METRO: Sure—his excellent mid-1950s version of The Importance of Being Earnest.

SALMONS: He turns out to have had an involved silent-movie career, as sophisticated as Hitchcock's. He also made a movie called The Lodger, not to be confused with Hitchcock's The Lodger.

As for Hollywood silent films, we'd love to show a Roscoe "Fatty" Arbuckle program; a four-DVD set just came out of some of his movies.

METRO: A tribute to him, held in the city where he was undone. [The highly successful comedian Arbuckle's career was ended by a scandal at the St. Francis Hotel in San Francisco.]

SALMONS: For years, we talked about having an opening night party in that room. The archives at Eastman House in Rochester, the Museum of Modern Art in New York and UCLA have a backlog of stuff that could be run over the years. Brilliant stuff that nobody's heard of.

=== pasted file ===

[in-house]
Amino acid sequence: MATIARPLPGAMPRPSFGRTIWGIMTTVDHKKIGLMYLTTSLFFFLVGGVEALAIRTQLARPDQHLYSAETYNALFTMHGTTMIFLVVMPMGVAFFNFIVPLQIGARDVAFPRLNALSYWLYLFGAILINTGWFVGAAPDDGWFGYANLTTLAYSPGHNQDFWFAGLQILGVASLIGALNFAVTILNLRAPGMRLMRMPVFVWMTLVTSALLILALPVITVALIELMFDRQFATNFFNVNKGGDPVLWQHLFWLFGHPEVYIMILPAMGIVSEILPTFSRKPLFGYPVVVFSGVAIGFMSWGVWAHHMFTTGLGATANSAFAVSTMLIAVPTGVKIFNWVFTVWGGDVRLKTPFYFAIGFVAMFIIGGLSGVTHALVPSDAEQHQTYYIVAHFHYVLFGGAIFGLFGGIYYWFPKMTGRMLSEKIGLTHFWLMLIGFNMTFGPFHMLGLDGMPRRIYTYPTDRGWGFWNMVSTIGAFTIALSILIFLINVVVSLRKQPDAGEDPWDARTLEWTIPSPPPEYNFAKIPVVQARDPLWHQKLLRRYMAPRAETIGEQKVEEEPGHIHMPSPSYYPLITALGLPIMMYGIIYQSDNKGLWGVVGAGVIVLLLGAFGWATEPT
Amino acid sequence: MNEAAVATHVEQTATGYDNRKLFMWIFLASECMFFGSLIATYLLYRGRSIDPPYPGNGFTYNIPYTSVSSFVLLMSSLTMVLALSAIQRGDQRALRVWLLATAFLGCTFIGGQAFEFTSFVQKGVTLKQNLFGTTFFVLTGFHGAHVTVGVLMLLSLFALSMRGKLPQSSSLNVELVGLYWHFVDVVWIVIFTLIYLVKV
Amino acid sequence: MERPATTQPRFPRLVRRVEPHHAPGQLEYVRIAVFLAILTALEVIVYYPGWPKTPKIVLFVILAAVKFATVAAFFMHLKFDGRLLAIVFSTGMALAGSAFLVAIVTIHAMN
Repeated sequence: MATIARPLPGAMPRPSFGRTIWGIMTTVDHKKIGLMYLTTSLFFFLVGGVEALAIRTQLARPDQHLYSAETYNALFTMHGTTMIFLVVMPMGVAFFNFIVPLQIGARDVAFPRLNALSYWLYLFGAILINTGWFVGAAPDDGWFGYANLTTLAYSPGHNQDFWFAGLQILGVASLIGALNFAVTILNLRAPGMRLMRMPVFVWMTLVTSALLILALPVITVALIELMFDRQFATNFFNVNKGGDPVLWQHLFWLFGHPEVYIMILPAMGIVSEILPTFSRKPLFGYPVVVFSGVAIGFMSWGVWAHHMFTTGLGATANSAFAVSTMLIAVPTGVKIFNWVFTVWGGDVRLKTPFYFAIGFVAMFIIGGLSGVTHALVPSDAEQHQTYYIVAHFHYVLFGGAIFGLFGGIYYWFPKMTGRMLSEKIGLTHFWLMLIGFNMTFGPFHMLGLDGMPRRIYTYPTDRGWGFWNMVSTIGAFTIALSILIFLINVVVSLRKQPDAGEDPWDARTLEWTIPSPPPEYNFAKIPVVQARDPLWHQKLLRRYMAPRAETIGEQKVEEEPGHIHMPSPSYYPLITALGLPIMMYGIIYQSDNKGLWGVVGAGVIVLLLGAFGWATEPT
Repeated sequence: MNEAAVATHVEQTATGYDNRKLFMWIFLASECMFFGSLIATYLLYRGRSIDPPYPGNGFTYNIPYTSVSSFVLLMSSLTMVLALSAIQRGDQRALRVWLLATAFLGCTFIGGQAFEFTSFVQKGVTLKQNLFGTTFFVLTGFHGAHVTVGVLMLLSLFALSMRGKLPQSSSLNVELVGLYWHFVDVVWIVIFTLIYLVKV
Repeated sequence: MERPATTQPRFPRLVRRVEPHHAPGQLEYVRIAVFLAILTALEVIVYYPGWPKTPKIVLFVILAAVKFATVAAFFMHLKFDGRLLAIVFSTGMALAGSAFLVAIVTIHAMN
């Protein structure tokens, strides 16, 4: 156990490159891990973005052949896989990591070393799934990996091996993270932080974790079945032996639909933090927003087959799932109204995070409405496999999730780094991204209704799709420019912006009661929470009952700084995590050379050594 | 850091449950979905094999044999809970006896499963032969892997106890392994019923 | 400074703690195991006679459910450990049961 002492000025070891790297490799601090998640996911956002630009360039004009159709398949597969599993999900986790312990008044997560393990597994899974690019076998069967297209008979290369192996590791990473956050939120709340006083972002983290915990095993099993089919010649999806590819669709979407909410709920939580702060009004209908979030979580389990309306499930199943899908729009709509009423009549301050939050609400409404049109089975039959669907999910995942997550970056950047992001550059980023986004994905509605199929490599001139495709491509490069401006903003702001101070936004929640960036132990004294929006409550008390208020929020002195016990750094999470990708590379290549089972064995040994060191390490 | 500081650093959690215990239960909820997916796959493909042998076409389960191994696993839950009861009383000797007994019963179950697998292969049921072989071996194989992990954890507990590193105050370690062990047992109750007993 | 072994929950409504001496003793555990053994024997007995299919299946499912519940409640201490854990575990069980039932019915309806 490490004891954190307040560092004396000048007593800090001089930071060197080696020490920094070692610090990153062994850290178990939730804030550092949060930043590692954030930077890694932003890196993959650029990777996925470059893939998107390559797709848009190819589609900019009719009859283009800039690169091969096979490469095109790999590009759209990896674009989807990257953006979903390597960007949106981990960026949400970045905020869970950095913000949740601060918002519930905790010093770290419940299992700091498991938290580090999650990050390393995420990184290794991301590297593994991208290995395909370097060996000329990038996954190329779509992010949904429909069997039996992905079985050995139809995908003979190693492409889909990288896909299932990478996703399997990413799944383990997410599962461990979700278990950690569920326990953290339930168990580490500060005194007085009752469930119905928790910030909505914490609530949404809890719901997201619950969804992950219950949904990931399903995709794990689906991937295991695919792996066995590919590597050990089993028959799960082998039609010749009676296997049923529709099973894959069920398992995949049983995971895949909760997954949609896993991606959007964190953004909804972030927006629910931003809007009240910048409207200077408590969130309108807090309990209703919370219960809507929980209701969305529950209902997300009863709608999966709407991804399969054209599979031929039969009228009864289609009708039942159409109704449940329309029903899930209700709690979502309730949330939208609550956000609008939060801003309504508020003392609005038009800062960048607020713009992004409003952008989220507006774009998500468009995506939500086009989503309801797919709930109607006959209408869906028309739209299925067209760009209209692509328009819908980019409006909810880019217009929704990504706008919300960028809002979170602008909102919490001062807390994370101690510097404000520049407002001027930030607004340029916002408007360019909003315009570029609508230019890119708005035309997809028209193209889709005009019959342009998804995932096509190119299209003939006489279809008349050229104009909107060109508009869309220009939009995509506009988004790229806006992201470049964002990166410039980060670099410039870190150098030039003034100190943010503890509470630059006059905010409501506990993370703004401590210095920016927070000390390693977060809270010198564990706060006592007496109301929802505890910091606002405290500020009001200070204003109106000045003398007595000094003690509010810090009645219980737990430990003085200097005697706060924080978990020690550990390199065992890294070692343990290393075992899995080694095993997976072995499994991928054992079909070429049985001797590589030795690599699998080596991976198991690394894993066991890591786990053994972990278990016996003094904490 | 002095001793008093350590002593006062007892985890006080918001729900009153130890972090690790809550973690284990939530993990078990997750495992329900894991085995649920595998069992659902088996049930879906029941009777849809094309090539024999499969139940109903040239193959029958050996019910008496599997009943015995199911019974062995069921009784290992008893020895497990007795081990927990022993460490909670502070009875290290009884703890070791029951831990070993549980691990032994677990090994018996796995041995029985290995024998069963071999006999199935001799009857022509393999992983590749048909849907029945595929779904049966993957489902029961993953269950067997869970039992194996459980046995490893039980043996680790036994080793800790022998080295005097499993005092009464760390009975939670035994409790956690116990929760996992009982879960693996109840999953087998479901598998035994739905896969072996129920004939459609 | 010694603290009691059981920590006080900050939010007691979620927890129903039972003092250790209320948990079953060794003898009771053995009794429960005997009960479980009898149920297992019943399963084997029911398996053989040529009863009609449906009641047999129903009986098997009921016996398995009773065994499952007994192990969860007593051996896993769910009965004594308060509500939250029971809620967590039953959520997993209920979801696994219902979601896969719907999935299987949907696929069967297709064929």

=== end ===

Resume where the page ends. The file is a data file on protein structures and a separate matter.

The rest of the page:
METRO: I've never seen the Lillian Gish version of The Scarlet Letter.

SALMONS: We're running a 35mm print of it, put together from eight or nine archives. UCLA has the original negative.

METRO: It's been said that as Victor Sjostrom came from Sweden, a nation of Lutherans, that he had an intuitive understanding of Hawthorne's material.

SALMONS: Gish said that in her autobiography. It's actually funny, in addition to being dramatic, this Swedish interpretation of Puritanism. There's a sense of derision toward Puritanism. In particular, there's a big laugh when Hester Prynne coyly asks Reverend Dimmesdale to tell her again how bad she is.